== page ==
After that important milestone, I tried out several different denominations. There was a lovely group of Congregationalists near my university, as well as a dynamic Christian (Disciples of Christ) church. But again, neither quite felt like home to me. In different years I attended each of these two churches regularly, but I never became a member. By chance, at the end of my senior year in college, I went to church one Sunday with a Catholic friend of mine. If I had not overslept that morning, I would have never gone to mass. Growing up with Protestant relatives and friends, I had never had a particularly high opinion of Catholics. (All those candles and indulgences!) But to my utter surprise, I loved the meditative nature of the mass. I was a little alarmed by the sanctuary’s graphically violent artwork with bleeding hearts and a tortured Jesus suffering on the cross. Nonetheless, I was interested enough to do some more research about Catholicism and the church’s teachings. Over many months, I learned a good deal about Catholicism, and was deeply drawn to the church’s emphasis on social justice. (As many already realize, Catholics are not at all a homogeneous bunch; I myself was drawn more to the St. Francis of Assisi and Dorothy Day view of Catholicism.) The following Easter, after months of preparatory classes, I was baptized a Catholic. It was one of the most moving events in my entire life, and I felt very grateful that God had found a way to speak to my heart. Eventually, I met my husband in the Catholic church. For many years, we were very active in the parishes, in which we lived. We were Eucharistic ministers, ushers, Sunday School teachers, and volunteers in several marriage ministries.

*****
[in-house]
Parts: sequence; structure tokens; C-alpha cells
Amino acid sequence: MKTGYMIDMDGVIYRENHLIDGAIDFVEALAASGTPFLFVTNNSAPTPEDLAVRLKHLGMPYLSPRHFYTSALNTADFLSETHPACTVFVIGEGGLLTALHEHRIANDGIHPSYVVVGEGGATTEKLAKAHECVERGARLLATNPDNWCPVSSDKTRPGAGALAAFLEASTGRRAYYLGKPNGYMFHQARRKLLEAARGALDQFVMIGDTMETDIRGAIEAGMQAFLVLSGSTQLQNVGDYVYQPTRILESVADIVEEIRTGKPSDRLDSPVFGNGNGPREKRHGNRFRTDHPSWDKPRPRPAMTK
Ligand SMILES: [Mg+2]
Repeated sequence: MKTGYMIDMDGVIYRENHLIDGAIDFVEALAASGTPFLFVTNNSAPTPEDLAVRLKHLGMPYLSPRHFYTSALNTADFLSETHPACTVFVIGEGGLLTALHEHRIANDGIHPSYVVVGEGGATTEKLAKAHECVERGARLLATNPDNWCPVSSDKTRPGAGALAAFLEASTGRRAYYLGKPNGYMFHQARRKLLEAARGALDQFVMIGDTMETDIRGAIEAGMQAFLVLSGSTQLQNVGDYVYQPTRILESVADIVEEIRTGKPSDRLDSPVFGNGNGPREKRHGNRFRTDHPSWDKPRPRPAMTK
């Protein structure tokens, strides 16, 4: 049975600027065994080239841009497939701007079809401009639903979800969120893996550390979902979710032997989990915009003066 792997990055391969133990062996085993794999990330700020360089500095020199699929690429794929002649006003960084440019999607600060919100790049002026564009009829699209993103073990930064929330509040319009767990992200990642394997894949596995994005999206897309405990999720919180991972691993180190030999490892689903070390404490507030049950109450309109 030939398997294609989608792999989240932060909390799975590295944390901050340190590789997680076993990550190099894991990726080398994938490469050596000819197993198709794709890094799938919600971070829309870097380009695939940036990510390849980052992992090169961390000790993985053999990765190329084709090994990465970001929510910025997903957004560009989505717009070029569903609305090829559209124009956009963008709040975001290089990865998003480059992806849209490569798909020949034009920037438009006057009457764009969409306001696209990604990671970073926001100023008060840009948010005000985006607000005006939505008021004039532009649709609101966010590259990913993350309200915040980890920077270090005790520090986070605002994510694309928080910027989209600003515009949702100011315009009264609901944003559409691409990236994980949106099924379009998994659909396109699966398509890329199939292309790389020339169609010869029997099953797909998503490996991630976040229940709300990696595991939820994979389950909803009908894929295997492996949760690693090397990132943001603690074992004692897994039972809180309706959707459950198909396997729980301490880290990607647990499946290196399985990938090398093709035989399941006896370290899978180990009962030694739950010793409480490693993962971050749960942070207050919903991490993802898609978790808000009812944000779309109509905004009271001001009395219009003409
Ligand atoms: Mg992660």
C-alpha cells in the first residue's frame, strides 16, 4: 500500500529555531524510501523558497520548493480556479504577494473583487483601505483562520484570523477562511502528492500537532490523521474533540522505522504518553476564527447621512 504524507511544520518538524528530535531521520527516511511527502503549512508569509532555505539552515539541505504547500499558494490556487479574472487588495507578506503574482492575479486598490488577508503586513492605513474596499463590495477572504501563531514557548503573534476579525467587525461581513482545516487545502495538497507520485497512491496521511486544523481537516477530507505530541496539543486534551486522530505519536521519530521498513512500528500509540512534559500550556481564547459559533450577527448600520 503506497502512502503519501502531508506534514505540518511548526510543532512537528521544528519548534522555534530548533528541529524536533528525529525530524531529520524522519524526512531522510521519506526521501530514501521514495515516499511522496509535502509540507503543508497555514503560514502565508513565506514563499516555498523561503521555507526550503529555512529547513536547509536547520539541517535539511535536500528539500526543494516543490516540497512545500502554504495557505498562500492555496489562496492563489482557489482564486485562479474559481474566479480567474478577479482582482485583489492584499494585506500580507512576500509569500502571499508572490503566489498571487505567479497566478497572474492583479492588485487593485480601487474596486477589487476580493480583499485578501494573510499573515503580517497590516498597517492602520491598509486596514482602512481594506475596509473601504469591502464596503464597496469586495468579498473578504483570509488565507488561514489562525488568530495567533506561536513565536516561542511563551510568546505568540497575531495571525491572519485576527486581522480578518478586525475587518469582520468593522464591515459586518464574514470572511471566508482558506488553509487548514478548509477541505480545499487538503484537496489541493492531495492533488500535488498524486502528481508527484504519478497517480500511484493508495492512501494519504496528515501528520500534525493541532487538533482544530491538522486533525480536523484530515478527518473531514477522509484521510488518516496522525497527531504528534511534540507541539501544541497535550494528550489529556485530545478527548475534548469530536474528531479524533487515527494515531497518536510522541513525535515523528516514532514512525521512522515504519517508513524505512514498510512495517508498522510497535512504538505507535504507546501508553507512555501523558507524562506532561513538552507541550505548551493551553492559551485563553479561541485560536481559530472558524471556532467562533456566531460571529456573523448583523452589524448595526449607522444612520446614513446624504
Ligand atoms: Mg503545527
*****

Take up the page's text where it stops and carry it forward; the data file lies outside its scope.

When we became parents a few years ago, we were saddened to feel we were drifting away from the Catholic church. Theologically, we continue to agree with much that is taught in Catholicism. However, for a variety of reasons, for our family, it was no longer a good fit. At the suggestion of (formerly Catholic) friends, we reluctantly tried several non-denominational churches, and ended up attending them regularly for several years. Those congregations were dynamic. Our family learned a lot and experienced tremendous spiritual growth. But again, they did not really feel like home and we never formally became members. Last summer, however, we joined an Episcopal congregation. It has been a good fit for our family on many levels. We feel like we are home.

Luke 15:20 (New International Version)

“So he got up and went to his father. But while he was still a long way off, his father saw him and was filled with compassion for him; he ran to his son, threw his arms around him and kissed him.”